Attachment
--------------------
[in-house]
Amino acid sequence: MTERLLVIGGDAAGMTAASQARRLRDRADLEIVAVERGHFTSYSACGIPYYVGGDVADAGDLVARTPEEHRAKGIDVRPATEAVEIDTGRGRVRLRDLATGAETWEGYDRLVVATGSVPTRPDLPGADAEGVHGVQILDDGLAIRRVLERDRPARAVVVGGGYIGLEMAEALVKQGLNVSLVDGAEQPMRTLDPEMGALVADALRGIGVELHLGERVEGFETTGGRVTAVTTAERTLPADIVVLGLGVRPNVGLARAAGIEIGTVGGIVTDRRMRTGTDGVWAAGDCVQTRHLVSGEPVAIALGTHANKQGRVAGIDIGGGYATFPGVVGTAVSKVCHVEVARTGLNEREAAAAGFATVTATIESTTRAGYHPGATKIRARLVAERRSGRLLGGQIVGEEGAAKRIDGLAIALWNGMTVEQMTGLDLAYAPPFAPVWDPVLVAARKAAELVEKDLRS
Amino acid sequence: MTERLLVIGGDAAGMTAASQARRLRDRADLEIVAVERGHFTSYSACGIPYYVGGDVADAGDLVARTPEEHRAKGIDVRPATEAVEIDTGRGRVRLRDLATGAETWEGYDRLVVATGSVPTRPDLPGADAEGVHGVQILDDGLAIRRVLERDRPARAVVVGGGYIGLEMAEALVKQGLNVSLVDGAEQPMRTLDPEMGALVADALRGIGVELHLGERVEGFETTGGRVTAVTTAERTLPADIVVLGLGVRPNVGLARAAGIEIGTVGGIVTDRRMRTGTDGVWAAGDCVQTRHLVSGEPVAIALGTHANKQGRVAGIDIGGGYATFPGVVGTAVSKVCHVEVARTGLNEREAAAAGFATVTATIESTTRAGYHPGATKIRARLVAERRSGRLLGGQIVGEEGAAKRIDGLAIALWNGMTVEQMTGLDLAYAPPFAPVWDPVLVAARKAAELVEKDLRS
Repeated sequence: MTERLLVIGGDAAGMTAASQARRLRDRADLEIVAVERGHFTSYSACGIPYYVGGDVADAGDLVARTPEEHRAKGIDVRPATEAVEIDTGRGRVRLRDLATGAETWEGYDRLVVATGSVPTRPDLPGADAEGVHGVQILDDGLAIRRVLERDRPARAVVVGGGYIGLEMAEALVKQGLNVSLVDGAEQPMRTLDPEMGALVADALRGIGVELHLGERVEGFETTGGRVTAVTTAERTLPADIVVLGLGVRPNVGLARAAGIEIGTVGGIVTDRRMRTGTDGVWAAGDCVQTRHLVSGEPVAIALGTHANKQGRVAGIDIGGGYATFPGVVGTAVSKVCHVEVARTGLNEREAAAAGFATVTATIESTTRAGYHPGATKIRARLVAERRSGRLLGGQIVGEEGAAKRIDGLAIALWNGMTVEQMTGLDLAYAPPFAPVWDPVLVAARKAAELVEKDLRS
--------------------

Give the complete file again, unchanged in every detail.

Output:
[in-house]
Amino acid sequence: MTERLLVIGGDAAGMTAASQARRLRDRADLEIVAVERGHFTSYSACGIPYYVGGDVADAGDLVARTPEEHRAKGIDVRPATEAVEIDTGRGRVRLRDLATGAETWEGYDRLVVATGSVPTRPDLPGADAEGVHGVQILDDGLAIRRVLERDRPARAVVVGGGYIGLEMAEALVKQGLNVSLVDGAEQPMRTLDPEMGALVADALRGIGVELHLGERVEGFETTGGRVTAVTTAERTLPADIVVLGLGVRPNVGLARAAGIEIGTVGGIVTDRRMRTGTDGVWAAGDCVQTRHLVSGEPVAIALGTHANKQGRVAGIDIGGGYATFPGVVGTAVSKVCHVEVARTGLNEREAAAAGFATVTATIESTTRAGYHPGATKIRARLVAERRSGRLLGGQIVGEEGAAKRIDGLAIALWNGMTVEQMTGLDLAYAPPFAPVWDPVLVAARKAAELVEKDLRS
Amino acid sequence: MTERLLVIGGDAAGMTAASQARRLRDRADLEIVAVERGHFTSYSACGIPYYVGGDVADAGDLVARTPEEHRAKGIDVRPATEAVEIDTGRGRVRLRDLATGAETWEGYDRLVVATGSVPTRPDLPGADAEGVHGVQILDDGLAIRRVLERDRPARAVVVGGGYIGLEMAEALVKQGLNVSLVDGAEQPMRTLDPEMGALVADALRGIGVELHLGERVEGFETTGGRVTAVTTAERTLPADIVVLGLGVRPNVGLARAAGIEIGTVGGIVTDRRMRTGTDGVWAAGDCVQTRHLVSGEPVAIALGTHANKQGRVAGIDIGGGYATFPGVVGTAVSKVCHVEVARTGLNEREAAAAGFATVTATIESTTRAGYHPGATKIRARLVAERRSGRLLGGQIVGEEGAAKRIDGLAIALWNGMTVEQMTGLDLAYAPPFAPVWDPVLVAARKAAELVEKDLRS
Repeated sequence: MTERLLVIGGDAAGMTAASQARRLRDRADLEIVAVERGHFTSYSACGIPYYVGGDVADAGDLVARTPEEHRAKGIDVRPATEAVEIDTGRGRVRLRDLATGAETWEGYDRLVVATGSVPTRPDLPGADAEGVHGVQILDDGLAIRRVLERDRPARAVVVGGGYIGLEMAEALVKQGLNVSLVDGAEQPMRTLDPEMGALVADALRGIGVELHLGERVEGFETTGGRVTAVTTAERTLPADIVVLGLGVRPNVGLARAAGIEIGTVGGIVTDRRMRTGTDGVWAAGDCVQTRHLVSGEPVAIALGTHANKQGRVAGIDIGGGYATFPGVVGTAVSKVCHVEVARTGLNEREAAAAGFATVTATIESTTRAGYHPGATKIRARLVAERRSGRLLGGQIVGEEGAAKRIDGLAIALWNGMTVEQMTGLDLAYAPPFAPVWDPVLVAARKAAELVEKDLRS